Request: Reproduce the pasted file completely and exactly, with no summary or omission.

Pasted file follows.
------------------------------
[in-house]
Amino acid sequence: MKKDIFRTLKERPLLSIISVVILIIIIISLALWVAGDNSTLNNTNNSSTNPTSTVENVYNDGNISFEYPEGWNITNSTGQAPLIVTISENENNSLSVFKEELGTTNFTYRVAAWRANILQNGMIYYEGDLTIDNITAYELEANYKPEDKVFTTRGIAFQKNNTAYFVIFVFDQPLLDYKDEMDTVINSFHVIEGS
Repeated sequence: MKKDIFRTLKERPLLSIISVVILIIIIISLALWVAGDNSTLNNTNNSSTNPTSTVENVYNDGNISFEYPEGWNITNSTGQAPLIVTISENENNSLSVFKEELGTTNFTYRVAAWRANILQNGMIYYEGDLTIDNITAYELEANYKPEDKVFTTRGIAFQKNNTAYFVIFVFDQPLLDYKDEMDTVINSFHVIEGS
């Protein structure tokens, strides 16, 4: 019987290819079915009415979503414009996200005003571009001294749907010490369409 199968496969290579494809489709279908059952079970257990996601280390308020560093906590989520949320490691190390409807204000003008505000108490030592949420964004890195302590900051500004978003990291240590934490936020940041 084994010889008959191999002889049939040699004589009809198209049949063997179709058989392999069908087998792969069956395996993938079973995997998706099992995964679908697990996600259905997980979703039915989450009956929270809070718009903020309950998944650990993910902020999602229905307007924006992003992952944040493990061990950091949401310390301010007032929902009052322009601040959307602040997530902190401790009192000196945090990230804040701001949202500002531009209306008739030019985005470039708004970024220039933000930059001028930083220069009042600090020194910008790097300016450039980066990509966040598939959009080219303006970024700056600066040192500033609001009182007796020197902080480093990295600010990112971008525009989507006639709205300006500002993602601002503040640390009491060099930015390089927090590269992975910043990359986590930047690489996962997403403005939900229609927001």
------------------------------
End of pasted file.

[in-house]
Amino acid sequence: MKKDIFRTLKERPLLSIISVVILIIIIISLALWVAGDNSTLNNTNNSSTNPTSTVENVYNDGNISFEYPEGWNITNSTGQAPLIVTISENENNSLSVFKEELGTTNFTYRVAAWRANILQNGMIYYEGDLTIDNITAYELEANYKPEDKVFTTRGIAFQKNNTAYFVIFVFDQPLLDYKDEMDTVINSFHVIEGS
Repeated sequence: MKKDIFRTLKERPLLSIISVVILIIIIISLALWVAGDNSTLNNTNNSSTNPTSTVENVYNDGNISFEYPEGWNITNSTGQAPLIVTISENENNSLSVFKEELGTTNFTYRVAAWRANILQNGMIYYEGDLTIDNITAYELEANYKPEDKVFTTRGIAFQKNNTAYFVIFVFDQPLLDYKDEMDTVINSFHVIEGS
């Protein structure tokens, strides 16, 4: 019987290819079915009415979503414009996200005003571009001294749907010490369409 199968496969290579494809489709279908059952079970257990996601280390308020560093906590989520949320490691190390409807204000003008505000108490030592949420964004890195302590900051500004978003990291240590934490936020940041 084994010889008959191999002889049939040699004589009809198209049949063997179709058989392999069908087998792969069956395996993938079973995997998706099992995964679908697990996600259905997980979703039915989450009956929270809070718009903020309950998944650990993910902020999602229905307007924006992003992952944040493990061990950091949401310390301010007032929902009052322009601040959307602040997530902190401790009192000196945090990230804040701001949202500002531009209306008739030019985005470039708004970024220039933000930059001028930083220069009042600090020194910008790097300016450039980066990509966040598939959009080219303006970024700056600066040192500033609001009182007796020197902080480093990295600010990112971008525009989507006639709205300006500002993602601002503040640390009491060099930015390089927090590269992975910043990359986590930047690489996962997403403005939900229609927001």